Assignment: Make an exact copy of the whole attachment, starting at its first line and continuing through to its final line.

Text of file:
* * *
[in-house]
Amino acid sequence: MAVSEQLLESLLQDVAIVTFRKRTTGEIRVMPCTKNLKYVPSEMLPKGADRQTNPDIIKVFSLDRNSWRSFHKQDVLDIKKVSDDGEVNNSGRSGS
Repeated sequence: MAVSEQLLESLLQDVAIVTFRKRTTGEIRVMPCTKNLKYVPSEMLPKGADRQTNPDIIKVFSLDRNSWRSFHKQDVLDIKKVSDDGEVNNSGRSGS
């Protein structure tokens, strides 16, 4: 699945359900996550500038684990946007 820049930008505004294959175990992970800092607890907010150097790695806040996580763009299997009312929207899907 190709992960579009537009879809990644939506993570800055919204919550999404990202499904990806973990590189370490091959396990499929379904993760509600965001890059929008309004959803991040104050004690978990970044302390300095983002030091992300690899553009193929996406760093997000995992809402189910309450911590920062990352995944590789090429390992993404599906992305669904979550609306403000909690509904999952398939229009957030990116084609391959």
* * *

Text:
[in-house]
Amino acid sequence: MAVSEQLLESLLQDVAIVTFRKRTTGEIRVMPCTKNLKYVPSEMLPKGADRQTNPDIIKVFSLDRNSWRSFHKQDVLDIKKVSDDGEVNNSGRSGS
Repeated sequence: MAVSEQLLESLLQDVAIVTFRKRTTGEIRVMPCTKNLKYVPSEMLPKGADRQTNPDIIKVFSLDRNSWRSFHKQDVLDIKKVSDDGEVNNSGRSGS
């Protein structure tokens, strides 16, 4: 699945359900996550500038684990946007 820049930008505004294959175990992970800092607890907010150097790695806040996580763009299997009312929207899907 190709992960579009537009879809990644939506993570800055919204919550999404990202499904990806973990590189370490091959396990499929379904993760509600965001890059929008309004959803991040104050004690978990970044302390300095983002030091992300690899553009193929996406760093997000995992809402189910309450911590920062990352995944590789090429390992993404599906992305669904979550609306403000909690509904999952398939229009957030990116084609391959």